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Neighbouring cultures draw even closer

GEOGRAPHICALLY, as well as historically, Austria’s culture is quite close to Slovakia’s, especially in the southern and western parts of Slovakia. Although knowledge of German is not now as common as it used to be, the language, as well as the culture it represents, are still strongly represented and the two countries’ proximity makes cultural exchanges easy. When performing arts that do not need words, the opportunities are even more obvious and inviting.

The Mozart Hall(Source: Courtesy of RKF)

GEOGRAPHICALLY, as well as historically, Austria’s culture is quite close to Slovakia’s, especially in the southern and western parts of Slovakia. Although knowledge of German is not now as common as it used to be, the language, as well as the culture it represents, are still strongly represented and the two countries’ proximity makes cultural exchanges easy. When performing arts that do not need words, the opportunities are even more obvious and inviting.

The programme of the Austrian Cultural Forum (RKF) includes – apart from two libraries, in Bratislava and in Košice, literary evenings, a multi-media presentation at the Hory a mesto / Mountains and City film festival by Thomas Miklautsch, and a reading tour by Esther Strauss across Slovakia until the end of April – many exhibitions and musical events.

This year marks the 150th anniversary of the birth of two famous Austrian artists: playwright and essayist Arthur Schnitzler; and painter Gustav Klimt, a major representative of the Vienna Art Nouveau style. Beginning this summer, the cultural forum will commemorate both Austrians with a host of events. The first four months of this year have mainly been focused on exhibitions, in the RKF spaces as well as elsewhere (the RKF had its own exhibition space, and also a concert hall, the Mozart Hall.)

The works of young expressive painter Julian Khol were presented in February-March in the RKF gallery. The end of last year saw a photo- exhibition by Romana Hagyo, an artist from Vienna, in the house of culture in the Bratislava district of Ružinov. The Budova(ť) pre umenie / Bau(t)en für die Künste / Building(s) for Arts in the Design Factory in Bratislava brought photos of multi-functional buildings in the federal state of Lower Austria as depicted by Bruno Klomfar.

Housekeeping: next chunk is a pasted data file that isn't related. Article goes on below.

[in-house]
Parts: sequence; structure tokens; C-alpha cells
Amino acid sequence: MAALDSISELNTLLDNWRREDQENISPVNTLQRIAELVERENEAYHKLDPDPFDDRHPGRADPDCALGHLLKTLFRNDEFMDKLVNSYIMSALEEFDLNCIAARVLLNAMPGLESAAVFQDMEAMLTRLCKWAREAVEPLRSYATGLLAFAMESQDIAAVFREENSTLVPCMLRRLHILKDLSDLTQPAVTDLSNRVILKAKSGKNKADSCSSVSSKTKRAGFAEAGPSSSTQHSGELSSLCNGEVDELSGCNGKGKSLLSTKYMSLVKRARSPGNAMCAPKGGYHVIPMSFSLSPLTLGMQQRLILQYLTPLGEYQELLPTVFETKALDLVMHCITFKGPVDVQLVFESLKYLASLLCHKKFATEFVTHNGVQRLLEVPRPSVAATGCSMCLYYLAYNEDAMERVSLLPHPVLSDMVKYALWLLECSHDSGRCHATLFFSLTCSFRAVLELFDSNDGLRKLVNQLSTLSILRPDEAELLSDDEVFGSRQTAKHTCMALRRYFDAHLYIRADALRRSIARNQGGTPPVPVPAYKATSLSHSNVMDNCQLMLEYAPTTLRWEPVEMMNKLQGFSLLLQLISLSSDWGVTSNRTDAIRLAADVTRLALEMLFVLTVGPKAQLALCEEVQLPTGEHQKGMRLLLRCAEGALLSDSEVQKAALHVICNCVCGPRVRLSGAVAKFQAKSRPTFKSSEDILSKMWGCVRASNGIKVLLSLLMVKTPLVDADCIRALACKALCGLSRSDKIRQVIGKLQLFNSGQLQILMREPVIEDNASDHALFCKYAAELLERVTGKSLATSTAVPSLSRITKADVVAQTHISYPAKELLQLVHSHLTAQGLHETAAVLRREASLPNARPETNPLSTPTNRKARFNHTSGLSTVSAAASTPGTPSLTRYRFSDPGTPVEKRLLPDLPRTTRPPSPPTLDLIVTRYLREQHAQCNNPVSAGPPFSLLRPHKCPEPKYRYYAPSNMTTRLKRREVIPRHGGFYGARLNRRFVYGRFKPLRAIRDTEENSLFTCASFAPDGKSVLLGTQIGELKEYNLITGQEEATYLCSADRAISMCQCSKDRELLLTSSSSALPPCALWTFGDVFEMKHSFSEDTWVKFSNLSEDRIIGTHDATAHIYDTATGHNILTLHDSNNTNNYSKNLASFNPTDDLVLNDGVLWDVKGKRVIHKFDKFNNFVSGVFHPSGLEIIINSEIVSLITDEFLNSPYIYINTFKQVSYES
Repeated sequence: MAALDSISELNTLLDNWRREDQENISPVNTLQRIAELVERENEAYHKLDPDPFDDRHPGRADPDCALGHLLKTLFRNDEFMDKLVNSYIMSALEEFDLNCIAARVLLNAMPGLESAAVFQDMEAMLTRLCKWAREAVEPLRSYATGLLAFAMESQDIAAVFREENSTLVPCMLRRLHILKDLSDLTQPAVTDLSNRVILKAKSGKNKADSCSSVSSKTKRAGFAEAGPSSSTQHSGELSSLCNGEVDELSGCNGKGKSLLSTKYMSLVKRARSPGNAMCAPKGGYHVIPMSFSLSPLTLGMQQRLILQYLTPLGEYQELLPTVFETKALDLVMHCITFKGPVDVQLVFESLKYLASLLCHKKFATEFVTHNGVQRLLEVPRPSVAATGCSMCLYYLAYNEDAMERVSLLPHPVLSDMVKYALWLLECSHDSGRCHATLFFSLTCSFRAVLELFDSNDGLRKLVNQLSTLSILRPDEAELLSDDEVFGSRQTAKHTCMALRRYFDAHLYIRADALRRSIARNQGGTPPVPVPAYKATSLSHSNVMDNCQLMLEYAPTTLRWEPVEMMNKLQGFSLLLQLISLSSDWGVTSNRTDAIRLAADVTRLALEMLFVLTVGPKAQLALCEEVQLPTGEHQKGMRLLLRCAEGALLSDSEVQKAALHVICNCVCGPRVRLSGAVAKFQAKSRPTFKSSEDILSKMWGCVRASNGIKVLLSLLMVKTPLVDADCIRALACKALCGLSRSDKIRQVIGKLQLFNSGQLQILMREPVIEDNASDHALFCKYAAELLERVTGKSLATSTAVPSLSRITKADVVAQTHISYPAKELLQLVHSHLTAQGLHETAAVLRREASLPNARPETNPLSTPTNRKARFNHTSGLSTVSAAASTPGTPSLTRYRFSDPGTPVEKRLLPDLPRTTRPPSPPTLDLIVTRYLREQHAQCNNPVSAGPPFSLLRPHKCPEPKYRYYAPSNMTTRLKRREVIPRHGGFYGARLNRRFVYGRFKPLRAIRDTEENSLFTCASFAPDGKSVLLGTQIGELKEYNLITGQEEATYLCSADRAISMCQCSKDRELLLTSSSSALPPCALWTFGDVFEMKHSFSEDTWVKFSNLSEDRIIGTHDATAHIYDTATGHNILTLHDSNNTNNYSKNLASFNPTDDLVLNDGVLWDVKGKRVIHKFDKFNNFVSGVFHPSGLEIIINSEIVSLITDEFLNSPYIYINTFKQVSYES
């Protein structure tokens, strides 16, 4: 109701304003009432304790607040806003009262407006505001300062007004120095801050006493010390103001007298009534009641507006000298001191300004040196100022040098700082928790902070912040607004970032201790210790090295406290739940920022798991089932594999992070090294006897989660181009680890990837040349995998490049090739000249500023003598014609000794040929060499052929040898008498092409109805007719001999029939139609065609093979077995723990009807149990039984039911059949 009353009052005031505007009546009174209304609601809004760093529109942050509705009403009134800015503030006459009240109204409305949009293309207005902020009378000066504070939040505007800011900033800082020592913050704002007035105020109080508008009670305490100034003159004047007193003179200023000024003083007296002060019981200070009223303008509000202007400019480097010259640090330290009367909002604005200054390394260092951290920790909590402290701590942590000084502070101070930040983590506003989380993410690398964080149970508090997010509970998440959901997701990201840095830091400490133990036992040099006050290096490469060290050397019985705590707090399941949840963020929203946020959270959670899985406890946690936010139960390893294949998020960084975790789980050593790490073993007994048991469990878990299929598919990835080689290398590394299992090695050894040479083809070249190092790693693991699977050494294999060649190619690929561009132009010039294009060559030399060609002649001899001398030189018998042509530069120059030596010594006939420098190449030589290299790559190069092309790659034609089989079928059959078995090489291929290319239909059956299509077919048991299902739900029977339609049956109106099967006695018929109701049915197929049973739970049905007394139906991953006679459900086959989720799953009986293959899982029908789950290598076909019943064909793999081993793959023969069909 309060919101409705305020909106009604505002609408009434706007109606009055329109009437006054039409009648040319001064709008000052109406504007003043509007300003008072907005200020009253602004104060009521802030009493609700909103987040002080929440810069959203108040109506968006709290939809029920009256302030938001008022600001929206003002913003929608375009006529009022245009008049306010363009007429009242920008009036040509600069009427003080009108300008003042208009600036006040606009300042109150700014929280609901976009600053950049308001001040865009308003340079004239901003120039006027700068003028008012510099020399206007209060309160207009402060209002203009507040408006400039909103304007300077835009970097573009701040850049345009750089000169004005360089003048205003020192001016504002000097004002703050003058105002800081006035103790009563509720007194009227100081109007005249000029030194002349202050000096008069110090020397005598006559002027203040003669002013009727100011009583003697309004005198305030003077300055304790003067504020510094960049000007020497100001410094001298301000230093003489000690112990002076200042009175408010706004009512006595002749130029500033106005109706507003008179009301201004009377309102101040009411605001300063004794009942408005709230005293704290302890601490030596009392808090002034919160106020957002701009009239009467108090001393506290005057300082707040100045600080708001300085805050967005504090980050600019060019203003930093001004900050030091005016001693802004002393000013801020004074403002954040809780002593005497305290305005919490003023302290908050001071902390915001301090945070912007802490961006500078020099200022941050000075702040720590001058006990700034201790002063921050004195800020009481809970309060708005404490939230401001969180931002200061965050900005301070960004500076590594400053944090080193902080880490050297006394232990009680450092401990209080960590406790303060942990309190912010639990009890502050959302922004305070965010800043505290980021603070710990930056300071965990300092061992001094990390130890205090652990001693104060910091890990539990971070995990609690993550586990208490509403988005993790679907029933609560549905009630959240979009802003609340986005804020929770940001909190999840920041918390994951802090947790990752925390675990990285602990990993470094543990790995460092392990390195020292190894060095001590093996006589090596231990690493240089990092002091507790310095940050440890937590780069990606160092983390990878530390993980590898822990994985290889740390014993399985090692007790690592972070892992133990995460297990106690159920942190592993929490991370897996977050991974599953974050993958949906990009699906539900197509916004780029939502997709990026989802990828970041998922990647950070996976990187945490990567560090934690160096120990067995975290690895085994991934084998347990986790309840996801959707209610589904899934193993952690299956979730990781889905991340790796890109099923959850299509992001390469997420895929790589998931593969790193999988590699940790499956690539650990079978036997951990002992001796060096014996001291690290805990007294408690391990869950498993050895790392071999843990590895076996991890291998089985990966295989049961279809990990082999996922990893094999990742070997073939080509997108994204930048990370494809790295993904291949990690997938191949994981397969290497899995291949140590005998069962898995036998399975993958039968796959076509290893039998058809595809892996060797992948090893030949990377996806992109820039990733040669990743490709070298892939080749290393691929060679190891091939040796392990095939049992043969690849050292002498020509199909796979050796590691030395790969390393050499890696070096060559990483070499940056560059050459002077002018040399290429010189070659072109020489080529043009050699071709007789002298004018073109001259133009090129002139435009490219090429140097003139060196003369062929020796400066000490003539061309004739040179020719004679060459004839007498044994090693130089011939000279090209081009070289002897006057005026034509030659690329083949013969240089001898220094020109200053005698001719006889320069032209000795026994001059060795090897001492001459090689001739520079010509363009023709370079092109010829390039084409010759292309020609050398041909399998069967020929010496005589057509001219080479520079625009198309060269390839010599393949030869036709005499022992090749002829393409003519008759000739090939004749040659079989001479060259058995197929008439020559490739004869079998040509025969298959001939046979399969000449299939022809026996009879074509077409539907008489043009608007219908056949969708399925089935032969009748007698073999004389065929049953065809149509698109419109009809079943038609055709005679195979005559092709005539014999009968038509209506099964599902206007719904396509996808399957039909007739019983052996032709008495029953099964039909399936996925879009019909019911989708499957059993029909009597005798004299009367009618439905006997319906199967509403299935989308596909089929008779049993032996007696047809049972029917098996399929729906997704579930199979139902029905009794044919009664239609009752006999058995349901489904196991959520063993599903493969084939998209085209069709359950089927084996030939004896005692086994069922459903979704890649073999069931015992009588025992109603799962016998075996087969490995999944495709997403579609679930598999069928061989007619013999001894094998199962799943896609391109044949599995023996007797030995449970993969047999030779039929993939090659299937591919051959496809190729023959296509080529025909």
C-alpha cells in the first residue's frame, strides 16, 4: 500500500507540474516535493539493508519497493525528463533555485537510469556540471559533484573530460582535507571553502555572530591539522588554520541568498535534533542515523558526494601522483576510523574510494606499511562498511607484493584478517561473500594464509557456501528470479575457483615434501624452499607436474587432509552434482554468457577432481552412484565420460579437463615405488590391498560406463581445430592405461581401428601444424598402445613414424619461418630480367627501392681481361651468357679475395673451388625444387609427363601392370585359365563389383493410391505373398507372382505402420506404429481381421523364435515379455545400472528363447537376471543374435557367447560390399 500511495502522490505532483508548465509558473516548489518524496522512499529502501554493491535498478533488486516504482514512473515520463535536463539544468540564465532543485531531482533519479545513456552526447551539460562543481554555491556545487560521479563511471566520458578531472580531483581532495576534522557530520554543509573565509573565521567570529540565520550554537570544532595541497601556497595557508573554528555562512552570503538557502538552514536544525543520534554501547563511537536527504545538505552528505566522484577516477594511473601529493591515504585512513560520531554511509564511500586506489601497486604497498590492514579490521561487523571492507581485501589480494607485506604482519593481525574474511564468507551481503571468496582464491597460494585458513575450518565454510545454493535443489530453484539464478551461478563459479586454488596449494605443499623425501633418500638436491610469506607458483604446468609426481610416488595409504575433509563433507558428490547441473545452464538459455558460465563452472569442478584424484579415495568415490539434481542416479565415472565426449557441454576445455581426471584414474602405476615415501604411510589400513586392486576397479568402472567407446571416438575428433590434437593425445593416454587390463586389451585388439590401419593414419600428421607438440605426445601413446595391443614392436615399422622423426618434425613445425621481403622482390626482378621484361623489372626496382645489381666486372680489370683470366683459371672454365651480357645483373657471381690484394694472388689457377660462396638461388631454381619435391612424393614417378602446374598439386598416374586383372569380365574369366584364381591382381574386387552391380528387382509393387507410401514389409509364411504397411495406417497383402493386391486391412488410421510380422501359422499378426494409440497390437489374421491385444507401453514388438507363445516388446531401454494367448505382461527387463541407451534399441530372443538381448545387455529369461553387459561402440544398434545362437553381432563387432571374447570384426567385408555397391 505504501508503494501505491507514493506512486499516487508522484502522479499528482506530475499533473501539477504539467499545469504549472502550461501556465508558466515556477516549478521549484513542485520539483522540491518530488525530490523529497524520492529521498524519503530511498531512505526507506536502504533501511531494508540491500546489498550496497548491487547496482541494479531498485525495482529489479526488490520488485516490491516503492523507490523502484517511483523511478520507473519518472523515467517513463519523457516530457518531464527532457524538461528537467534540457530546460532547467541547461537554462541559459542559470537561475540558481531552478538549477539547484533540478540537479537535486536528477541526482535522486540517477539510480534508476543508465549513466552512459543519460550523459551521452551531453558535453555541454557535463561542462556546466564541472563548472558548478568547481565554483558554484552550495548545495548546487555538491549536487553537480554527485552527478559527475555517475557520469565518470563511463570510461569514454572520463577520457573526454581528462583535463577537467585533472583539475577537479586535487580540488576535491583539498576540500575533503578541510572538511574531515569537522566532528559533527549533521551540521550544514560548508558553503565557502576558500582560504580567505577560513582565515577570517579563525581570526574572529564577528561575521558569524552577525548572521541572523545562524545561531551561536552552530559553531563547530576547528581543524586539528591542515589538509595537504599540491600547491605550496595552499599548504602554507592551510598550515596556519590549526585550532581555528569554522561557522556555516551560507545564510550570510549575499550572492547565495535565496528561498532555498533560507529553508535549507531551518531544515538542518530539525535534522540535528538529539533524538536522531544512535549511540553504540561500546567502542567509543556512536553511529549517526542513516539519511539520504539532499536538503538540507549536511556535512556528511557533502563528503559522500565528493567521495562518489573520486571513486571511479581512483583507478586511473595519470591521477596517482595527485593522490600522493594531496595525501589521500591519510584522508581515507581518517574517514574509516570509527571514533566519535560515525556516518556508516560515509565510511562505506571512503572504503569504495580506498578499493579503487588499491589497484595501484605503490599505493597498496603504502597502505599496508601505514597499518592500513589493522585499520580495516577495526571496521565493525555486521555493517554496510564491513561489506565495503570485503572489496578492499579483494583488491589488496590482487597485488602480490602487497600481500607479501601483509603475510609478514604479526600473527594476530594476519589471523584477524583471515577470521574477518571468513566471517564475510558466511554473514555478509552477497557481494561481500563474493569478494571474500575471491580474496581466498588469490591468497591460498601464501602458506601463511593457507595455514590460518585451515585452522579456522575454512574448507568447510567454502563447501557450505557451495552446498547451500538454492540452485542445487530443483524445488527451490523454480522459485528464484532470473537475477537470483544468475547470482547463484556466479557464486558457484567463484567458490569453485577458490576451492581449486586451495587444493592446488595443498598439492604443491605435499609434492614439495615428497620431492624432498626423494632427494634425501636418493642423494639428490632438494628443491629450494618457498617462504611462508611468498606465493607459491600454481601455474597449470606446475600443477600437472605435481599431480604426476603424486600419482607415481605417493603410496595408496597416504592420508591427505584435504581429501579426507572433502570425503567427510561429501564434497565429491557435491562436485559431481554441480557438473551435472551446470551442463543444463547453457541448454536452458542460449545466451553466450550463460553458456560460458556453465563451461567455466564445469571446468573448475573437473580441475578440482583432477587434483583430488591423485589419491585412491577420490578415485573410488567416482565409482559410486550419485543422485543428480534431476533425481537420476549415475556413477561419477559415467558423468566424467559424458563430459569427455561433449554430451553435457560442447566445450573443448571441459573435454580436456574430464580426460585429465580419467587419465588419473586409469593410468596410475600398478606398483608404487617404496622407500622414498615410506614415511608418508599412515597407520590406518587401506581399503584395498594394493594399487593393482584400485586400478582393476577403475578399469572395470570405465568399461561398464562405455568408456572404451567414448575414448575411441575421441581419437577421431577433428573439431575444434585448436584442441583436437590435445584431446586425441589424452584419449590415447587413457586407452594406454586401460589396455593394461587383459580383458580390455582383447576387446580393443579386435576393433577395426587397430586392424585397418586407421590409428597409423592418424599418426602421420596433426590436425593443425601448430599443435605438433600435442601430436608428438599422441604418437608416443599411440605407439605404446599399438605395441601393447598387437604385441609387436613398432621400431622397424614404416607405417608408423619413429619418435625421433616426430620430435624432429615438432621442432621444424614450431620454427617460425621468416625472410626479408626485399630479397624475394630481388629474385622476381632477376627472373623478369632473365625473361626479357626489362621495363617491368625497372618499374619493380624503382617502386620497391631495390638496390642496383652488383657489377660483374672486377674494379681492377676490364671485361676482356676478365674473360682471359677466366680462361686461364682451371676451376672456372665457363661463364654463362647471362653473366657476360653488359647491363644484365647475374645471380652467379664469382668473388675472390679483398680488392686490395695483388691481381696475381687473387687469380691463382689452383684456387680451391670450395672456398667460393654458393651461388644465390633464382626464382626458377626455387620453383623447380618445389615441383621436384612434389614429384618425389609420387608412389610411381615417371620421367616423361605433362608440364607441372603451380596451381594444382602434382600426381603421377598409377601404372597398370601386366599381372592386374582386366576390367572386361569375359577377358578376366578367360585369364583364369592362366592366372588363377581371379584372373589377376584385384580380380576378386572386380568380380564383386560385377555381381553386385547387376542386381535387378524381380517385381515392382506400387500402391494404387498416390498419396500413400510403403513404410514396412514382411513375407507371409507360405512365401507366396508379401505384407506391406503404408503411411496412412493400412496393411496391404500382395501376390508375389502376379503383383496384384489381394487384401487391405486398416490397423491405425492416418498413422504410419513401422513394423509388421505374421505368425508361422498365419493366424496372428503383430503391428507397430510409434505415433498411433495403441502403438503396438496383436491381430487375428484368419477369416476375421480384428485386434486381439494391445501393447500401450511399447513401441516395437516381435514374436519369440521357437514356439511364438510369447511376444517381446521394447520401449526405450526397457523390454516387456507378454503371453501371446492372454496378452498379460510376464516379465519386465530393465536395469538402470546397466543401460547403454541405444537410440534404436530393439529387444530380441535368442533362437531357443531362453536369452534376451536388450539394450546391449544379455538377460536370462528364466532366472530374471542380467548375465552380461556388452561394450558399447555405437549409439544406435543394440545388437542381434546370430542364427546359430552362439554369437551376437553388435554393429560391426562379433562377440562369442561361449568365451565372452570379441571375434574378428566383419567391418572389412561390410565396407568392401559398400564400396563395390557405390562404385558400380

Another current exhibition is oriented on the delicate issue – for Slovakia as well as Austria – of Jewish culture, and the work and fate of Jewish artists: the “Visions – Vízie – Visionen”
exhibition in the Bratislava City Museum in the Old Town Hall shows the oil paintings and drawings of Adolf Frankl, inspired by the Holocaust. Frankl was a painter born in Bratislava – then known as Pressburg (in German) or Pozsony (in Hungarian) – who was deported during World War II to a Slovak concentration camp in Sereď and later to the Auschwitz-Birkenau death camp. After the camp was liberated by the Red Army in 1945, he returned to Bratislava and four years later emigrated, together with his family, to Vienna. The cycle Visions from the Inferno was started after World War II.

Another event focusing on Jewish heritage, this time in Nazi Germany, was a concert by Trio Tris on November 16, 2011, commemorating the Kristallnacht pogrom of 1938. The ensemble performed pieces by Jewish composers who either died or were forced to flee: Vally Weigl, Alexander Zemlinsky, Robert Starer and Joachim Stutchewsky.

Most of the concerts in Mozart Hall of the Austrian Embassy’s building at Ventúrska 10 have focused either on classical music (e.g. Trio Frizzante, Ensemble Levante & Agnes Wolf) or jazz (Duo JuJu, Harry Sokal Groove featuring Raphael Wressnig). But concerts also are held outside RKF premises, for instance those by organist Thomas Schmögner in the Big Concert Hall of the Slovak Radio building, and the Frick/Helbock Duo in the Town Culture Centre in Malacky.

When approached by The Slovak Spectator at an earlier concert, RKF head Brigitte Trinkl explained the criteria and process used to select Austrian artists for embassy support: “We have our own ideas, for example a year can be dedicated to a certain personality or an event’s anniversary, but in general we get recommendations from the Culture Section of the Austrian Foreign Ministry, which has updated information about the actual musical scene. Basically, we try to bring in young,
promising contemporary musicians and composers of various genres and styles. And we try to combine the well-established with the lesser known, so that the [range] is broader.”

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